What's with this picture?
It's historic, grotesque or cheesy or maybe a little of all three depending on your political bent.
Historic because it shows our president in the very first hours after the terrorist attacks on Sept. 11 aboard Air Force One, talking on the phone with Vice President Dick Cheney one of the first photos Americans saw of our president taking command. Grotesque, disgusting and disgraceful, Democratic Party leaders call it, because using that picture in a campaign plea for donations, as Republicans have done, politicizes a tragedy that united Americans. To me, it's just plain cheesy to offer the picture among a three-photo set as a thank you for $150-on-up donations.
It's something I would have expected from cash-hungry Democrats like Al Gore of Buddhist temple fame and Bill "Sleep in my Lincoln Bedroom" Clinton. Yet Gore calls the cheesy offer "disgraceful."
Had Bush really wanted to cash in on the war against terrorism, he would have used his hard-hat picture at Ground Zero the ruins of New York's World Trade Center at his feet, rescue workers cheering him on to raise money for his party.
Just as Democrats are making much about nothing more than politics as usual, the White House has become overly defensive. It would be refreshing for once if a politician stood up and simply admitted making a mistake.
The use of the picture is legitimate in campaign literature. What makes it cheesy is the offer of the pictures in exchange for campaign cash. It's not as blatant as Clinton's offers to top campaign contributors for overnight stays at the White House or those infamous pardons, but it still makes the Bush campaign look cheap.
In Cheney's fund-raising letter offering Republicans the pictures, he notes that an upcoming fund-raiser for congressional candidates "takes on special meaning" as "an opportunity to honor President Bush for his courageous leadership during this historic time."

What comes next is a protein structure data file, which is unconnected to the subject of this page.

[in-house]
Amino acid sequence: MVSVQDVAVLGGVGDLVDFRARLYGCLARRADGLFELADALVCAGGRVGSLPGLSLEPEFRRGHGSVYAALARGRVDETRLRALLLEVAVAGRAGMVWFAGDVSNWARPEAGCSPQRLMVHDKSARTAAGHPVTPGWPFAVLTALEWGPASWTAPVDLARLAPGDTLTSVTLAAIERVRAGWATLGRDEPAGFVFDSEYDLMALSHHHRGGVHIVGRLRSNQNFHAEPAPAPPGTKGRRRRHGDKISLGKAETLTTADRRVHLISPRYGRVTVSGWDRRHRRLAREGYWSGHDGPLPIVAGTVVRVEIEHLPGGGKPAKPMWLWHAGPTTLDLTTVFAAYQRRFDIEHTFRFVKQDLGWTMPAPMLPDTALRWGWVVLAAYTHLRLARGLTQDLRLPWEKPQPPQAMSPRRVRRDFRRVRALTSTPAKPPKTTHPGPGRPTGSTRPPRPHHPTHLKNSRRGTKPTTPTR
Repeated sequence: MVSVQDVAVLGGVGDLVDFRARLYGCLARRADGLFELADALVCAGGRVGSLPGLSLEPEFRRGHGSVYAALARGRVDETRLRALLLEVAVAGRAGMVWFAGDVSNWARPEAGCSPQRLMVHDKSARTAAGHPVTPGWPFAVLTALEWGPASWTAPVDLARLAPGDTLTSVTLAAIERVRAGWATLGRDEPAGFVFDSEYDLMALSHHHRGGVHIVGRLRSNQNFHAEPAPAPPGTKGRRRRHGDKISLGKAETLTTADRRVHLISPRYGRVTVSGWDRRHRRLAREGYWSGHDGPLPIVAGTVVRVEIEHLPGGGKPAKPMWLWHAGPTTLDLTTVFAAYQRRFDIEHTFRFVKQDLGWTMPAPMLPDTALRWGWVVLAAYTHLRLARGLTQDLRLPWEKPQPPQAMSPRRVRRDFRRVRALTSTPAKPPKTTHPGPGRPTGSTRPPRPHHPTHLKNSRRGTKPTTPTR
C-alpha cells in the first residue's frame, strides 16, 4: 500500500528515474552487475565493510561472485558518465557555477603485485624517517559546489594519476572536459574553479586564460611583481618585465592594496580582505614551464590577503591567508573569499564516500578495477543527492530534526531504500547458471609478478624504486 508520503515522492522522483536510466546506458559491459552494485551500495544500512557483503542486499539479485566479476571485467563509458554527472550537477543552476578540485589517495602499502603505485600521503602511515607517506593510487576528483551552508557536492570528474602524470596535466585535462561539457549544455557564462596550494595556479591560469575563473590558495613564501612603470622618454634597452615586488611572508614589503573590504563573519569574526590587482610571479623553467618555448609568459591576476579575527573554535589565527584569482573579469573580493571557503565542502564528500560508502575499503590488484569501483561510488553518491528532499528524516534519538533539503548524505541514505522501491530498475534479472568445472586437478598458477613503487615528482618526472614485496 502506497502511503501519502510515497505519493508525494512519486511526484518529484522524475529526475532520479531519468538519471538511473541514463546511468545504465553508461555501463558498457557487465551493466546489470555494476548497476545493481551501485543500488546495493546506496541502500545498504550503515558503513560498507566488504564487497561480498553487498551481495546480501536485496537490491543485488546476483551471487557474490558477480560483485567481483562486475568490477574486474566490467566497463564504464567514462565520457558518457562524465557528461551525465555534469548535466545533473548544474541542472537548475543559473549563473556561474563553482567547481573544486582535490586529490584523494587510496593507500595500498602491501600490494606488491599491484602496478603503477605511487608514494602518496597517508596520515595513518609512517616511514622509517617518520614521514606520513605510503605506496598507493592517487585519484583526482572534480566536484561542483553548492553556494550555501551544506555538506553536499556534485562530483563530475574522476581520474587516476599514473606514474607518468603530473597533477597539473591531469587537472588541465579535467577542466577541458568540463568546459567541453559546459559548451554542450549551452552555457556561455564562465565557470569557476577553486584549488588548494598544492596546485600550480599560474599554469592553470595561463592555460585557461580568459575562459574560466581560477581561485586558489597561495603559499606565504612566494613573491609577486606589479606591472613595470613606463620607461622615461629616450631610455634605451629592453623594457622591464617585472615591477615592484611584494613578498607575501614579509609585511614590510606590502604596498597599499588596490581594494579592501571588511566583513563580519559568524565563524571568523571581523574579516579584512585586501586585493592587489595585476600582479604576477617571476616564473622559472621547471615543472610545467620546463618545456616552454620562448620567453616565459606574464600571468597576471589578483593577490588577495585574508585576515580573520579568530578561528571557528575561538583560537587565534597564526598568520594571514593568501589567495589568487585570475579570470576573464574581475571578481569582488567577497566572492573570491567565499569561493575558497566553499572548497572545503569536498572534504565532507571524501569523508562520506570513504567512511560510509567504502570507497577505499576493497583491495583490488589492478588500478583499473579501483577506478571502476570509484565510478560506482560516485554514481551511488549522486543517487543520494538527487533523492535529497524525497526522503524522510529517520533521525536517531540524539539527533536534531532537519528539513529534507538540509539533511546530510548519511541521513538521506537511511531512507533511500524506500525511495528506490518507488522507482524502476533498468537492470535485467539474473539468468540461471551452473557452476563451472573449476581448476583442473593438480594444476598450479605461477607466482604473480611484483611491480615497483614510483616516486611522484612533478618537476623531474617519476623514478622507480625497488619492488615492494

Historic it is. The president's presence at the Republican National Committee's black-tie gala Tuesday raised $33 million, mostly in so-called soft money a national record that tops Clinton's $26.5 million in one sitting and comes barely six months before a new campaign-finance law is scheduled to take effect. That law, which is heading to court, would no longer allow corporations, labor unions and the rich to give unlimited amounts of cash to political parties.
Nineteen gala chairmen plunked down $500,000 each for the big bash. Fifty-six vice-chairmen dropped $250,000 apiece; 49 deputy chairmen, $100,000 each; and 25 other RNC members, $50,000 a pop.
Among the top donors: weapons makers, accountants, pharmaceutical companies, insurers, high-tech firms and mortgage lenders. The issues: war on terror, Enron mess, escalating drug prices, health-care mess, the economic recovery.
Follow the money to make the connections. Donors met with top White House staff and were briefed on issues. Ca-ching. Same old.
As for the infamous Air Force One picture, cheesy, yes but grotesque, disgusting or disgraceful, as the Democrats suggest?
Oh, please. The Democratic Party may be cash poor but its leaders are rich in hypocrisy.
Myriam Marquez is an editorial page columnist for the Orlando Sentinel. Her e-mail addess is firstname.lastname@example.org.